COVID-19 has been a nightmare for science to communicate what’s going on. The fire hose of information from diverse sources with conflicting agendas feels like wearing roller skates on ice.
While the CDC is the gold standard for pandemic science in the U.S., their communications have been atrociously confusing.
The CDC shares what they know when they know it, but their updates evolve as more data comes in. For example, what are the 10-year effects from COVID-19 infections? We’ll know in another eight years.The media splashes overly simplistic sound bites to the public while the CDC follows their initial announcements with clarification and nuance that is ignored. Click To Tweet
This happened after the CDC’s April 5th announcement that “…each contact with a contaminated surface has less than a 1 in 10,000 chance of causing an infection.”
Main stream media was all over this because it was about COVID-19 yet ignored the other common infections spread by touching contaminated surfaces. And the CDC has volumes of follow-on announcements, they were just lost in the pandemic noise.
Roller Skates on Ice – Test Your Confidence
Here are a list of questions that likely (do) have answers based on science – but may keep ones’ confidence a little shaky.
Without Googling, see if you feel 100% confident answering what first comes to mind. Here goes:
- If CDC says not to worry about COVID-19 from touching surfaces, what about catching rhinovirus, influenza, norovirus, adenovirus, and MRSA from touch points?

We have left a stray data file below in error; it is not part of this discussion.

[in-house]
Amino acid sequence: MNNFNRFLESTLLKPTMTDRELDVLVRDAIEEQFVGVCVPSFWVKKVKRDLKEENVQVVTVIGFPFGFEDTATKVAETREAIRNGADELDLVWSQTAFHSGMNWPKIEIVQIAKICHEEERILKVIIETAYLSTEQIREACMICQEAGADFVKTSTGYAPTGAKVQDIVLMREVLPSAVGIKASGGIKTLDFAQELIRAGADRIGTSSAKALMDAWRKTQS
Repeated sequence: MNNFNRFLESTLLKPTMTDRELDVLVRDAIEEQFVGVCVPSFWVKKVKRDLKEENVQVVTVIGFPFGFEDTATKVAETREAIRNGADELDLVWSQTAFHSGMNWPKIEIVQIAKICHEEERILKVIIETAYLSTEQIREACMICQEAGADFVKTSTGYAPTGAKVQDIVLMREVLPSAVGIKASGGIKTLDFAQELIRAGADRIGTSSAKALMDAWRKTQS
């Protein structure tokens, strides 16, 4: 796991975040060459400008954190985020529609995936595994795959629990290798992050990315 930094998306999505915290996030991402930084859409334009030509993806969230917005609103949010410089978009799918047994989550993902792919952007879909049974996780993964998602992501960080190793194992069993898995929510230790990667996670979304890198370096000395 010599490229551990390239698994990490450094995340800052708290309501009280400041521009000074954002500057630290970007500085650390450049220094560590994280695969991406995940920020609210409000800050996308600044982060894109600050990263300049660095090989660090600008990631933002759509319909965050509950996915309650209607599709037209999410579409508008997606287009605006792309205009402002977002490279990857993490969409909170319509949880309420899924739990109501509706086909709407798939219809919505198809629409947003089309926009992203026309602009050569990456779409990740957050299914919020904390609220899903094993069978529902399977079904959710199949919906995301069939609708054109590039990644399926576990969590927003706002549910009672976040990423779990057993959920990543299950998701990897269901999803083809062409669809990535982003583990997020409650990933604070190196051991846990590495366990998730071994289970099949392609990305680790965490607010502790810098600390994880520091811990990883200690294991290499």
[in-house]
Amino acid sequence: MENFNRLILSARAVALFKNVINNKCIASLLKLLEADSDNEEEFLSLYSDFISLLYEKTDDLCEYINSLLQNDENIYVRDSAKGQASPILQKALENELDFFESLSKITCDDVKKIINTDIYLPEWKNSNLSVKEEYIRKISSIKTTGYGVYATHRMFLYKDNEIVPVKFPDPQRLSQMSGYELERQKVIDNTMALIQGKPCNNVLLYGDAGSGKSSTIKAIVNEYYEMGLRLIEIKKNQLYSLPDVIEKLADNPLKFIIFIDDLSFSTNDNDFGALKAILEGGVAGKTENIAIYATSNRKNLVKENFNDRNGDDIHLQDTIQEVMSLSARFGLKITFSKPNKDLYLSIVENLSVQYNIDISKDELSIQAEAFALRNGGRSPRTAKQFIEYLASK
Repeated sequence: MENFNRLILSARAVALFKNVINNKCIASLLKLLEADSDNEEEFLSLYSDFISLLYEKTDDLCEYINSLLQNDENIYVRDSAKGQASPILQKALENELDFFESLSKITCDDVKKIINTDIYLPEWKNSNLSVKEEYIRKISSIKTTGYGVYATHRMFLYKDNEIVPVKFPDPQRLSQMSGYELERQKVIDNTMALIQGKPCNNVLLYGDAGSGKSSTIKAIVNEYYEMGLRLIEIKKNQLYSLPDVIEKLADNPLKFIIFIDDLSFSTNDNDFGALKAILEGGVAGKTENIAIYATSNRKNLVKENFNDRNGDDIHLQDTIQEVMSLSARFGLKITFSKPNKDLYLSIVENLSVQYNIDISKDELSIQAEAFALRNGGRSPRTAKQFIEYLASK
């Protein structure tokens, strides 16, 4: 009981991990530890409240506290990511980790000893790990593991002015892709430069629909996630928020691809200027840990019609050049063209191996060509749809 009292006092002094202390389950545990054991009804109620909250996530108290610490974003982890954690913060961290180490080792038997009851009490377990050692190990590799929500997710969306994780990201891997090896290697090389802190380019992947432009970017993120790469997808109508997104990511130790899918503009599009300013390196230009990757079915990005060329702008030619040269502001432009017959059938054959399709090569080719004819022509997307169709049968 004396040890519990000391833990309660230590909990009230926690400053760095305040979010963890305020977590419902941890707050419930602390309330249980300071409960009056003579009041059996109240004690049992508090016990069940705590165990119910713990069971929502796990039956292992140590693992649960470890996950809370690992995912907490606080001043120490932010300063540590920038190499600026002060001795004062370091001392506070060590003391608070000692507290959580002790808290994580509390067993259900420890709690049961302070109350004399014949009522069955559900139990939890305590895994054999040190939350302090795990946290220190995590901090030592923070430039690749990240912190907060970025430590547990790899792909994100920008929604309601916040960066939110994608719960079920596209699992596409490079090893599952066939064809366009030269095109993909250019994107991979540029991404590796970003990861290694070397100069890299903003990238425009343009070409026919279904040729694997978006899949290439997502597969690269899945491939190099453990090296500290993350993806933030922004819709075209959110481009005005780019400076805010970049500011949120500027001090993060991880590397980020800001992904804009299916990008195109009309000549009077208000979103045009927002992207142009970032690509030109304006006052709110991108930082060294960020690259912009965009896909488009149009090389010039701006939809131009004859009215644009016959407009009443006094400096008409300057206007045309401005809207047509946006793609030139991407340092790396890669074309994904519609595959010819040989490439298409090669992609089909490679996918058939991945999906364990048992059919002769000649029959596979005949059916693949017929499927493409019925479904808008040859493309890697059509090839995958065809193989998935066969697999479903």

- CDC says “If no one with confirmed or suspected COVID-19 has been in a space, cleaning once a day is usually enough” But how do we know if someone is suspected of COVID-19 when they don’t have symptoms?
- As the CDC says wear masks indoors based on one’s knowledge of the vaccination status of those around you, how can you be certain of the status of strangers?
Staying Above Water
Keeping current with the evolving science of COVID-19 is a roller coaster; there were no-masks then masks, freedom after vaccination then Delta-variant fueled surges, and now more hospitalizations, likely followed by an increase in deaths.
Take the best science has to offer. Get double vaxxed and boosted.
Will you become infected? Possibly. Will you be hospitalized and/or die? Very likely NOT. While there are no guarantees, take the increased percentages in your favor rather than the alternatives of serious illness.
And for the safety of others, wear masks when and where appropriate, try not to be a spreader (more here).
With that said, here are a few thoughts for pandemic sanity:
- COVID-19 vaccinations & boosters are #1 — believe in CDC science
- Decisions must often be made with incomplete & imperfect information — that’s life
- Scientific data evolves — it happens with Woolly Mammoths, why not with COVID-19?
- Lastly, think critically about news from social and mainstream media, check multiple sources, & decide who you’re going to trust — believe in science, even if it’s confusing sometimes
“Welcome to the Confusion Games” was first published on LinkedIn.